Holiday Car Travel With Babies
I saw in a recent advice column that you drove from DC to Pennsylvania with Noah when he was small. Since you’re still writing, I’m assuming you survived. My question: how?
I will be driving with what will be a 4 month old baby from Chicago to Toronto in late November. I am filled with dread. How do we survive the trip? Is there stuff that you (or your commenters, love you guys) can recommend that will help out? And when we get there, are we going to have a baby who’s completely hysterical, conveniently just in time to drive our family nuts?
Thanks for any advice you can provide. Holidays are hard enough without getting grey hair just from the travel.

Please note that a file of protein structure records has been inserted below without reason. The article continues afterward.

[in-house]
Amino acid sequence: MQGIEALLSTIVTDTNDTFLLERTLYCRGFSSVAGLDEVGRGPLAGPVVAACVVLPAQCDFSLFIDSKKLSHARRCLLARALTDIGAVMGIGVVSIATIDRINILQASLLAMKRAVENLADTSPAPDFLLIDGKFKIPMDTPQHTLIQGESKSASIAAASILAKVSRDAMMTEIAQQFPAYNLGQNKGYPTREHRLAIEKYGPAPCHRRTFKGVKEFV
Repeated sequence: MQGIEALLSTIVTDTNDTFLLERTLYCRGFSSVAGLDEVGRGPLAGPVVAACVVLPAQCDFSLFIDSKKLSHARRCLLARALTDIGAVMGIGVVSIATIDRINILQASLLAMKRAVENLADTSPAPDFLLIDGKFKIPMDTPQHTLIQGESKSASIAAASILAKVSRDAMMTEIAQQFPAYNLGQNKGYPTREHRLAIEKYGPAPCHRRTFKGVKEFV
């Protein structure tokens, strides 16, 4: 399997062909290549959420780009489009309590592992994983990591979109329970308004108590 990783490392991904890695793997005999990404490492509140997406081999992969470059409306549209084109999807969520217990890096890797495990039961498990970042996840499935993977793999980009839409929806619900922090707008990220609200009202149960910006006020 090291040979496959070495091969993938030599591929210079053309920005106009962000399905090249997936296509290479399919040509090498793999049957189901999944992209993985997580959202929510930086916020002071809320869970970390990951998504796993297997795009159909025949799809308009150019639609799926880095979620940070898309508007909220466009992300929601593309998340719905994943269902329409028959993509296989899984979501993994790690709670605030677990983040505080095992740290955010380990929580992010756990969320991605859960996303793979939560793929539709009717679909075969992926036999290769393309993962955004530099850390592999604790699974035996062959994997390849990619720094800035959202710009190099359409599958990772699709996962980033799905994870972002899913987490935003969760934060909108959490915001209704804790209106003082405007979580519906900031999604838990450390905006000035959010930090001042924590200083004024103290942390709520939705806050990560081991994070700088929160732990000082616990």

Two bits of good news for you: I not only survived that one initial trip from DC to Pennsylvania with Noah, I have since survived countless additional trips (of the same length and much longer) with Noah, Ezra and Ike, all at a variety of different ages.
And the second bit of good news is that the amount of agony experienced during the actual car ride is directly, inversely proportional to the amount of stressing I did about the car ride ahead of time. So the fact that you’re already bracing for a potential nightmare scenario is probably going to guarantee that your baby will sleep the whole damn time.
The absolute worst trip we EVER took with any of our babies was just this past summer, when we drove to the beach. Ike was just shy of six weeks old. And while I was thoroughly stressed out about the actual baby-at-the-BEACH part, I didn’t give the car ride much thought. Eh, we’ve done it a million times! He’ll just sleep! If he wakes up he’ll have his older brother sitting right behind him for entertainment, or we’ll just pull over and I’ll nurse him real quick.